Days after a 12-year-old Long Island shooting victim was laid to rest, her village's mayor says changes are underway to prevent another child from being killed from stray gunfire.
After funeral services for Dejah Joyner at Union Baptist Church Friday, frustrated Hempstead residents begged the media to keep the focus on violence in the village of 54,000.
"Something needs to be done," said Keith Harrison. "Hopefully you guys will not just be here today and go away."
When NBC 4 New York returned Monday, the village mayor said he thinks things will change. For starters, police patrols have already been increased. Soon, 80 new street surveillance cameras will be operational.
"They are being put up all through the village, especially in spots we know are hot," said Wayne J. Hall.
Hempstead already utilizes a ShotSpotter system that alerts police when shots are fired.
The Guardian Angels have also started patrols there to help convince the community it's OK to help police.
"The culture has been 'snitches get stitches,' and people are afraid," said Hall.
Tammi Mitchell isn't one of those fearful Hempstead residents, however. She's part of a group looking for solutions to the violence many have seen firsthand.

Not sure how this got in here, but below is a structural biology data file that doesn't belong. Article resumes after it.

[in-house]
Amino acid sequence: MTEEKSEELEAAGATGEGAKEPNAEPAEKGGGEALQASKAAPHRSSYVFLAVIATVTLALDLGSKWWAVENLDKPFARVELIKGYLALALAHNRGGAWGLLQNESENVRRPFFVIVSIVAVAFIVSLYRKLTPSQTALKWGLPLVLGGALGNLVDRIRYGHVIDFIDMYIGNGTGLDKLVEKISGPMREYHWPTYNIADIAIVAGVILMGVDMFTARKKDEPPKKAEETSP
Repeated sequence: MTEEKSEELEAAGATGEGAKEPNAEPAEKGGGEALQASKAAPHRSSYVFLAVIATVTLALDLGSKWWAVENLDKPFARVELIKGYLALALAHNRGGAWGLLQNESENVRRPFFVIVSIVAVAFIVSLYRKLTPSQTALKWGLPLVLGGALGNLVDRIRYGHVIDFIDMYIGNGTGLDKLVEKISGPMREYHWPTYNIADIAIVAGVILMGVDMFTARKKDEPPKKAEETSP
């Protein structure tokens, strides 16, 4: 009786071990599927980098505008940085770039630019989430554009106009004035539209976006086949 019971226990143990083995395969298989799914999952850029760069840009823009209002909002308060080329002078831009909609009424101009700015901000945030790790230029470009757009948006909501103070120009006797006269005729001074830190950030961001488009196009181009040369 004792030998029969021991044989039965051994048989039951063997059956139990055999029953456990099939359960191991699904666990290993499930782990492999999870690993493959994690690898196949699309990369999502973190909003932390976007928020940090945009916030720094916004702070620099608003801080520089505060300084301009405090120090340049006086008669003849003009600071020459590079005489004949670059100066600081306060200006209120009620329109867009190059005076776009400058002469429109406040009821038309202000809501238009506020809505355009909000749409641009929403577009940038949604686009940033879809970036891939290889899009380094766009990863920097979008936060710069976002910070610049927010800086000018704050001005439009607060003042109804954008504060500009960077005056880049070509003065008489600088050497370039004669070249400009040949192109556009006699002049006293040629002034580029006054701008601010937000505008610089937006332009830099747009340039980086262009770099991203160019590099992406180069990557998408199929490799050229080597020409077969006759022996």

"Enough is enough," she said. "A young man was stabbed right across from my house and I watched him die."
Mitchell has seen improvement since the incident two years ago. And the number of shooting incidents in Hempstead has gone down since 2013, going from 37 to 27 the next year and 11 so far in 2015, as has the number of gun violence killings, going from 7 in 2013 to 4 so far in 2015, according to the New York State Division of Criminal Justice Services.
But critics say Joyner's death proves more needs to be done.
"We've got to fight these problems like the plague that they are."
Joyner died Oct. 17, a day after she was shot in the head when a bullet pierced through a plate-glass window at her family's Hempstead home. Police have made no arrests.
"This child was in her own home, wasn't bothering a soul," said a relative, Jacquelyn Ancrum. "So where are you safe?"
Police are investigating whether gang activity led to Joyner's shooting and whether someone else in her house was the intended target.